Thursday, May 6, 2010

Book Review: Janice Dickinson, No Lifeguard On Duty

Publisher/Year: Regan Books, 2002

No one can accuse Janice Dickinson of being shy and reserved. She is as brash and sassy as they come, traits that have served her well during the many life trials she has endured through the years. Dickinson claims to be the world’s first supermodel, a statement that has propelled numerous investigations to disprove her arrogance. But the bestowing of this title is only one minor story composing Dickinson’s tell-all biography, aptly titled No Lifeguard on Duty: The Accidental Life of the World’s First Supermodel.

It is no secret these days that the life of a model is not all glitz and glamour. On the surface, it seems like an endless party of fame and attention and free stuff; underneath it all though, there are numerous destructive and seductive strings attached to each. Dickinson certainly got tangled up in these strings throughout the majority of her modeling career. Sex. Drugs. Rock ‘n Roll. It was all there, to varying degrees, consuming and abusing her at every turn.

No Lifeguard on Duty: The Accidental Life of the World's First SupermodelAnd yet, Dickinson rarely positions herself as a victim. She is always, always the victor. This approach in itself makes the biography a riveting read. But it is the attitude and swagger Dickinson infuses in her prose that separates her story from most sympathetic tales of a young girl searching for meaning and acceptance by haphazardly running from her demons.

At the start of the book, we are introduced to Dickinson’s father, an unsympathetic and cruel individual who returns time and time again as the principal demon from whom she is running. Dickinson witnesses her father sexually abusing her older sister, a discovery that propels her to vehemently resist his attempts to pursue the same course of action with her. Her refusal to ‘service’ him leads to years of physical and emotional abuse at home, and even more years of lingering psychological abuse.

Dickinson goes into detail about how she came to focus on becoming a supermodel (encouraged tremendously by her mother), and the external and internal struggles she endured in achieving the level of notoriety and contentment she enjoys today. Like most models then (and still today), Dickinson traveled to New York and began plying her wares. There were numerous false starts but she was desperately determined. She eventually made her way to Paris where her ‘look’ (considered too ethnic in New York, largely in part to her huge lips) was eagerly embraced. It was when she returned to the U.S. as a much in demand model that she infamously coined the term ‘supermodel” to justify her diva antics.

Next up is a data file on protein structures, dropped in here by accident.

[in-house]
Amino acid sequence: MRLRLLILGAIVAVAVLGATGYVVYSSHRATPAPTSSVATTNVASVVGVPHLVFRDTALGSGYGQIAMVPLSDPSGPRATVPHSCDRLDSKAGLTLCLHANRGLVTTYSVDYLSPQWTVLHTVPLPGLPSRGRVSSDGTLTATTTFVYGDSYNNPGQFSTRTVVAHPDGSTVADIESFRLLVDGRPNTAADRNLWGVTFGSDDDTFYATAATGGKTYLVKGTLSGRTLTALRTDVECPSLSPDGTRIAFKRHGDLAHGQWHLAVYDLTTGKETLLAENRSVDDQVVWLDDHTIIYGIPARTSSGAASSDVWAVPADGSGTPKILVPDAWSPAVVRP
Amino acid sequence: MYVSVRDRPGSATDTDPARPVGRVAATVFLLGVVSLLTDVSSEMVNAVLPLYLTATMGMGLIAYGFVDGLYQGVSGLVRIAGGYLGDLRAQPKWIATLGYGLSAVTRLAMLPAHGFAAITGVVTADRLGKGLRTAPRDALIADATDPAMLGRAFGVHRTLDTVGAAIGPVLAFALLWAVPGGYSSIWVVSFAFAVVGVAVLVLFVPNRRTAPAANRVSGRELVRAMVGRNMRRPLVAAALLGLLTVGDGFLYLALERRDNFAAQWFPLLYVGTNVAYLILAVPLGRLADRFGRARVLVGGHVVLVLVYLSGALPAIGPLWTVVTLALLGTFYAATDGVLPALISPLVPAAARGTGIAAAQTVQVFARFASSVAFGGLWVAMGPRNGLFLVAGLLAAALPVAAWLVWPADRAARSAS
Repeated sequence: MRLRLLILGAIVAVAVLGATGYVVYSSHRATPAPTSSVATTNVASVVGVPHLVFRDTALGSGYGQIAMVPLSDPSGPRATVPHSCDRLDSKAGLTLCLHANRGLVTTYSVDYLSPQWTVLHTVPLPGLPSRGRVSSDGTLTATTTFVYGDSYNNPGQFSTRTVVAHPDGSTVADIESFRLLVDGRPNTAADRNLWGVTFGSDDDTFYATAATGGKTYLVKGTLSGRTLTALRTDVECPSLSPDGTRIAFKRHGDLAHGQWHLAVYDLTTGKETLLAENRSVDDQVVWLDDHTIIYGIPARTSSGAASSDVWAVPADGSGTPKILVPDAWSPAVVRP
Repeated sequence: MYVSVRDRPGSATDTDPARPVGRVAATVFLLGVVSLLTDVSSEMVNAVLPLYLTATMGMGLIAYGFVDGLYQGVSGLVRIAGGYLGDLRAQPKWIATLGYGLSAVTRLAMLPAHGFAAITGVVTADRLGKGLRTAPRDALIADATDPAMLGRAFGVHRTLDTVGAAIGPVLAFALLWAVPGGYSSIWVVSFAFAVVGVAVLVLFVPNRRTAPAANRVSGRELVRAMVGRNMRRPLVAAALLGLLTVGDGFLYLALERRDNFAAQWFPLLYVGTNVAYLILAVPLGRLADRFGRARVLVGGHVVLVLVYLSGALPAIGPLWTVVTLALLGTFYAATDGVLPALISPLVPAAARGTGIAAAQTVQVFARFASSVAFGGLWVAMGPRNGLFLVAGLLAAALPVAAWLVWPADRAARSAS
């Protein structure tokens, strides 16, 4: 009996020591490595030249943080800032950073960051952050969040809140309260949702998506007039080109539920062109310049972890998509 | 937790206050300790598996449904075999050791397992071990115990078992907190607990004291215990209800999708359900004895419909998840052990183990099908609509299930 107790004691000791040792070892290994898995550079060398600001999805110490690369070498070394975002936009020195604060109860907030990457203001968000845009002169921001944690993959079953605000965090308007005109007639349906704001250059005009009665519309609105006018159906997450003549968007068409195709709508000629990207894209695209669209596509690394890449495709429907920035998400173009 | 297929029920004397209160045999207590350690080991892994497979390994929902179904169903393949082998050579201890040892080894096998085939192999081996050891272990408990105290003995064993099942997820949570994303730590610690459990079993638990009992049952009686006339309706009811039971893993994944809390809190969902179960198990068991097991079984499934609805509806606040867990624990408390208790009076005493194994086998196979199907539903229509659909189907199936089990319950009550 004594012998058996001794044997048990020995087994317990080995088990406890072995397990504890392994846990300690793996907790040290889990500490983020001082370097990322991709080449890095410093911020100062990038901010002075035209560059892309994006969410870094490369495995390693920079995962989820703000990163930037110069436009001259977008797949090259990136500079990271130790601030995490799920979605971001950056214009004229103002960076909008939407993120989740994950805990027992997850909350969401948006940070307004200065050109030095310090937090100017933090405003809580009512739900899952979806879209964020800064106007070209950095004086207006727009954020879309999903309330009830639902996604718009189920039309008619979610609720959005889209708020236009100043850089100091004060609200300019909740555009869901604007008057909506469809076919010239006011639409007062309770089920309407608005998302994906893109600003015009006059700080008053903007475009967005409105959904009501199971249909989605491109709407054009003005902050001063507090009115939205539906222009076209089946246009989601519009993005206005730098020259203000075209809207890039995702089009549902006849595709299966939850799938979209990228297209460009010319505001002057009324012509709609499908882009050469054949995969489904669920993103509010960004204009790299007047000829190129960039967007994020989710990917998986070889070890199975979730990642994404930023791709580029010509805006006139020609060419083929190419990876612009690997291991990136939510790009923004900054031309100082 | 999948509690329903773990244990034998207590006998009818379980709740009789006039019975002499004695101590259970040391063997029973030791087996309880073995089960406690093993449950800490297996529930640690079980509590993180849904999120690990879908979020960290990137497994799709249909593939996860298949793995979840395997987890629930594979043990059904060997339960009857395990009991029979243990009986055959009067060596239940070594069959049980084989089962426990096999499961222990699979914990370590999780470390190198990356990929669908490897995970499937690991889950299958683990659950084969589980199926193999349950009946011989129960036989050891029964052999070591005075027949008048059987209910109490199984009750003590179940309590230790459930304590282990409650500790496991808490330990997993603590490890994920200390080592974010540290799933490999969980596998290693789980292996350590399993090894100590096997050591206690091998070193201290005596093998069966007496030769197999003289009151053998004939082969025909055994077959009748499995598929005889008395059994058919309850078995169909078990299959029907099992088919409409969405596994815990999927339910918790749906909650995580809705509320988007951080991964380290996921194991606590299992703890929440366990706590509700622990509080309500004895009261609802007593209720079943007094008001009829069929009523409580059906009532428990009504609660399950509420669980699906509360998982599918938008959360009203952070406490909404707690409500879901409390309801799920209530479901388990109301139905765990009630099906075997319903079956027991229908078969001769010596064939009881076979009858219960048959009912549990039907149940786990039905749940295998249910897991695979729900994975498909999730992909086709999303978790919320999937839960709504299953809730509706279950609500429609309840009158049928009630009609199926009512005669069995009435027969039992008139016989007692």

Along the way there were the oblligatory sexual encounters (Nicholson, Neeson, Jagger, to name but a few), drug abuse, marriage (three in all), abortion, and a whole lot of emotional baggage. Pulling her through it all were her strong feelings of family, within the modeling world and within her blood family. It is abundantly clear throughout the book just how much she loves her sisters, even when they were estranged. But this devotion to family is most especially evident in her discussions of her two adored children, Nathan and Savannah.

Reading No Lifeguard on Duty is just the tiniest of guilty pleasures. We all want to learn about the escapades of celebrities; our voyeuristic impulses are too difficult to contain when it comes to famous people. And with Dickinson, who most people likely know from her stint as a judge on America’s Next Top Model or her frequent escapades covered in the tabloids, this impulse is on high alert. But after reading her story, you come away with much more than a collection of entertaining snippets about famous people and parties; you get a very real sense of her strength and confidence.

Dickinson is definitely a role model--a strong, confident and deliberate female who takes no shit and no prisoners. And working in a world built on exploiting idealized femininity and female sexuality, she most certainly must have scared people silly (and quite frankly, probably still does to this day) with her abrupt, sometimes brutal attitude and business tactics. There is definitely much to learn from Dickinson about being a strong female presence in the world.

What makes No Lifeguard On Duty a rewarding reading experience overall is that Dickinson has everything to hide and does not. Sure, there are moments when she is talking about taking pictures at Studio 54 that you wish she would just publish them already to satiate your intense curiosity. But for the most part she is as revealing as she is cocky (which is a most apt description for anyone who knows anything about Dickinson), a lethal combination that makes you love her and hate her and admire her all in the same moment.

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